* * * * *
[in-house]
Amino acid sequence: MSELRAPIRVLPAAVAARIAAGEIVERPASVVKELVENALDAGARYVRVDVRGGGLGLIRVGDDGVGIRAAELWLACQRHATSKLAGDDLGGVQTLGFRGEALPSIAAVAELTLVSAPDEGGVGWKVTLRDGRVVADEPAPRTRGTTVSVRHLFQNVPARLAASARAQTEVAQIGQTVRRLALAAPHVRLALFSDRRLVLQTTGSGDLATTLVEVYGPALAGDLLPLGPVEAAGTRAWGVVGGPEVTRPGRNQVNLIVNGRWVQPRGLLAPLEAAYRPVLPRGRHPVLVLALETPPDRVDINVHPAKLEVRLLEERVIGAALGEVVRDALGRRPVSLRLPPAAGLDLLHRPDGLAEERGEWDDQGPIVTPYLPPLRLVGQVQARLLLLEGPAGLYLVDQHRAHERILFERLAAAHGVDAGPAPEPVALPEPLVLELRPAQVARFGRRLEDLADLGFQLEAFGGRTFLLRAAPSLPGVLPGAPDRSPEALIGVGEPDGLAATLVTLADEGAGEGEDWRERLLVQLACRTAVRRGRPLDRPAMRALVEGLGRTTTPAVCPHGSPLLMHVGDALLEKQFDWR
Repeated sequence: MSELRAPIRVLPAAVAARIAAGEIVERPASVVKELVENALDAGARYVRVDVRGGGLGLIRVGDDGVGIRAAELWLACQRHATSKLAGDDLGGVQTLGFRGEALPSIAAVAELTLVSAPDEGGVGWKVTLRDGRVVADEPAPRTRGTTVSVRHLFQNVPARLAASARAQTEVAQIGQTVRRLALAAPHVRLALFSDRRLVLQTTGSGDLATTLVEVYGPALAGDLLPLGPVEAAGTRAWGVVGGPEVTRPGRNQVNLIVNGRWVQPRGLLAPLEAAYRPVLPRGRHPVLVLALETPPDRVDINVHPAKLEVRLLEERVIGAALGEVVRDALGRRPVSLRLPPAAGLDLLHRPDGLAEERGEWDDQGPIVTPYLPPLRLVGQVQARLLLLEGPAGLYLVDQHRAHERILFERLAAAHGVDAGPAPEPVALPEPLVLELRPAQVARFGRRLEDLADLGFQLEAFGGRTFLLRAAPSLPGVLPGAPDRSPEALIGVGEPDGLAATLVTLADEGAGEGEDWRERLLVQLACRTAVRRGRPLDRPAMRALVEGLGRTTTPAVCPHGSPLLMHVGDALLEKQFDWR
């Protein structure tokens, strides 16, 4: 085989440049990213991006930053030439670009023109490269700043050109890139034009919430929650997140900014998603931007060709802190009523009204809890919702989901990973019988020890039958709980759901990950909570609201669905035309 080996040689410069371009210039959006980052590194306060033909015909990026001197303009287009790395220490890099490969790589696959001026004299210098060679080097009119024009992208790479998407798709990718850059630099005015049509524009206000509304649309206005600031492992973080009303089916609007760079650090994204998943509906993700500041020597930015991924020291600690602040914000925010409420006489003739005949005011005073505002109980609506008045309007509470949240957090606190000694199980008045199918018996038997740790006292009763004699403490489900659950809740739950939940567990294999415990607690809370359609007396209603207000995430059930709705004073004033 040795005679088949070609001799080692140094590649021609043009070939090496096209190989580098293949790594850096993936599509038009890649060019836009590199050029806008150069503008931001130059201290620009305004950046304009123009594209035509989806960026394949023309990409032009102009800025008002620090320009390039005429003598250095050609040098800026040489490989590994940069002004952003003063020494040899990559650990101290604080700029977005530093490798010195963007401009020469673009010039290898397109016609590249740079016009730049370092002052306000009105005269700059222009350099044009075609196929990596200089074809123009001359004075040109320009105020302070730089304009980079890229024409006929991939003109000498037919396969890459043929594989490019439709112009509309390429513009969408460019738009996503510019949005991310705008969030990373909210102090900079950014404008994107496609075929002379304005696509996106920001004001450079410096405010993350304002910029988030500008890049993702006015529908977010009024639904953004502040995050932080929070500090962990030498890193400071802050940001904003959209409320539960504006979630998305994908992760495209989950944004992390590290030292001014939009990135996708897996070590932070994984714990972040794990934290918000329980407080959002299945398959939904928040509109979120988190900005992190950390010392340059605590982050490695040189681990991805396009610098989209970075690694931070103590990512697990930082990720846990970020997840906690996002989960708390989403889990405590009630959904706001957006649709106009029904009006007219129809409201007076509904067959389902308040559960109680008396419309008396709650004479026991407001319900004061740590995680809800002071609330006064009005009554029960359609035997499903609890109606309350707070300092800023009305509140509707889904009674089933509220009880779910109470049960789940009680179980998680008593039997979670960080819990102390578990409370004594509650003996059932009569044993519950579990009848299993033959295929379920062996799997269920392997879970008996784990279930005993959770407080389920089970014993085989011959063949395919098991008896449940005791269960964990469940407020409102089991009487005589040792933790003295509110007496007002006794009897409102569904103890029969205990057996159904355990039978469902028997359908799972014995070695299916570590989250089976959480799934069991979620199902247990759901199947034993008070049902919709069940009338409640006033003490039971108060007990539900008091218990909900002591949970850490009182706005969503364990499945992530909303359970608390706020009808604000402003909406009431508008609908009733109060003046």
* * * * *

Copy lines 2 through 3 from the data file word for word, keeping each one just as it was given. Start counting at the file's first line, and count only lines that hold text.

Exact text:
Amino acid sequence: MSELRAPIRVLPAAVAARIAAGEIVERPASVVKELVENALDAGARYVRVDVRGGGLGLIRVGDDGVGIRAAELWLACQRHATSKLAGDDLGGVQTLGFRGEALPSIAAVAELTLVSAPDEGGVGWKVTLRDGRVVADEPAPRTRGTTVSVRHLFQNVPARLAASARAQTEVAQIGQTVRRLALAAPHVRLALFSDRRLVLQTTGSGDLATTLVEVYGPALAGDLLPLGPVEAAGTRAWGVVGGPEVTRPGRNQVNLIVNGRWVQPRGLLAPLEAAYRPVLPRGRHPVLVLALETPPDRVDINVHPAKLEVRLLEERVIGAALGEVVRDALGRRPVSLRLPPAAGLDLLHRPDGLAEERGEWDDQGPIVTPYLPPLRLVGQVQARLLLLEGPAGLYLVDQHRAHERILFERLAAAHGVDAGPAPEPVALPEPLVLELRPAQVARFGRRLEDLADLGFQLEAFGGRTFLLRAAPSLPGVLPGAPDRSPEALIGVGEPDGLAATLVTLADEGAGEGEDWRERLLVQLACRTAVRRGRPLDRPAMRALVEGLGRTTTPAVCPHGSPLLMHVGDALLEKQFDWR
Repeated sequence: MSELRAPIRVLPAAVAARIAAGEIVERPASVVKELVENALDAGARYVRVDVRGGGLGLIRVGDDGVGIRAAELWLACQRHATSKLAGDDLGGVQTLGFRGEALPSIAAVAELTLVSAPDEGGVGWKVTLRDGRVVADEPAPRTRGTTVSVRHLFQNVPARLAASARAQTEVAQIGQTVRRLALAAPHVRLALFSDRRLVLQTTGSGDLATTLVEVYGPALAGDLLPLGPVEAAGTRAWGVVGGPEVTRPGRNQVNLIVNGRWVQPRGLLAPLEAAYRPVLPRGRHPVLVLALETPPDRVDINVHPAKLEVRLLEERVIGAALGEVVRDALGRRPVSLRLPPAAGLDLLHRPDGLAEERGEWDDQGPIVTPYLPPLRLVGQVQARLLLLEGPAGLYLVDQHRAHERILFERLAAAHGVDAGPAPEPVALPEPLVLELRPAQVARFGRRLEDLADLGFQLEAFGGRTFLLRAAPSLPGVLPGAPDRSPEALIGVGEPDGLAATLVTLADEGAGEGEDWRERLLVQLACRTAVRRGRPLDRPAMRALVEGLGRTTTPAVCPHGSPLLMHVGDALLEKQFDWR